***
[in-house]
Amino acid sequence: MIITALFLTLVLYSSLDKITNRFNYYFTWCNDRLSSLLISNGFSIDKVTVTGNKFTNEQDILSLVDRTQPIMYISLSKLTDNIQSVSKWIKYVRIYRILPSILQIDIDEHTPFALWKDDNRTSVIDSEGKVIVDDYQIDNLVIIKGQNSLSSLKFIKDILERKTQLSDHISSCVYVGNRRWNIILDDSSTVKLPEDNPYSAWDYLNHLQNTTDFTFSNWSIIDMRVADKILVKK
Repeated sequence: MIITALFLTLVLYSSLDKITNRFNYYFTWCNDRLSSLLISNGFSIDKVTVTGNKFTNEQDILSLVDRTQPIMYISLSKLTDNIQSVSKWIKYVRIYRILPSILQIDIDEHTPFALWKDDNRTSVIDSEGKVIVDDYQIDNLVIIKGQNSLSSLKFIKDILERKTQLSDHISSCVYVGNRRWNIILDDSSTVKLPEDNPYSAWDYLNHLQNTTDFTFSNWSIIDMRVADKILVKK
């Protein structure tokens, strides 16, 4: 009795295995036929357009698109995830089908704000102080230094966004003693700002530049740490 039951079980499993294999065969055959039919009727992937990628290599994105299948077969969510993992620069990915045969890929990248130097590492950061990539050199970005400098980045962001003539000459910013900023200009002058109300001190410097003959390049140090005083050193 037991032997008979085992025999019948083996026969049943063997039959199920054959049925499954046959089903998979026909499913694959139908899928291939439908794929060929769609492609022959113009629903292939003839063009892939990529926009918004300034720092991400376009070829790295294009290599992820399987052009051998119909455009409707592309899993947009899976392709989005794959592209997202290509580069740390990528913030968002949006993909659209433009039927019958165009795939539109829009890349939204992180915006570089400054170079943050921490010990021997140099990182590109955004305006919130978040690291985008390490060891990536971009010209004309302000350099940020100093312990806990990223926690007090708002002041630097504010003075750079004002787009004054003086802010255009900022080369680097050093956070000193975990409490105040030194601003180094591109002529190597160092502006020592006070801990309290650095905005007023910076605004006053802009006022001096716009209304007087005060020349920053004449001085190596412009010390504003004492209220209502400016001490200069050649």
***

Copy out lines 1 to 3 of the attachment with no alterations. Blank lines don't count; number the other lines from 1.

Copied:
[in-house]
Amino acid sequence: MIITALFLTLVLYSSLDKITNRFNYYFTWCNDRLSSLLISNGFSIDKVTVTGNKFTNEQDILSLVDRTQPIMYISLSKLTDNIQSVSKWIKYVRIYRILPSILQIDIDEHTPFALWKDDNRTSVIDSEGKVIVDDYQIDNLVIIKGQNSLSSLKFIKDILERKTQLSDHISSCVYVGNRRWNIILDDSSTVKLPEDNPYSAWDYLNHLQNTTDFTFSNWSIIDMRVADKILVKK
Repeated sequence: MIITALFLTLVLYSSLDKITNRFNYYFTWCNDRLSSLLISNGFSIDKVTVTGNKFTNEQDILSLVDRTQPIMYISLSKLTDNIQSVSKWIKYVRIYRILPSILQIDIDEHTPFALWKDDNRTSVIDSEGKVIVDDYQIDNLVIIKGQNSLSSLKFIKDILERKTQLSDHISSCVYVGNRRWNIILDDSSTVKLPEDNPYSAWDYLNHLQNTTDFTFSNWSIIDMRVADKILVKK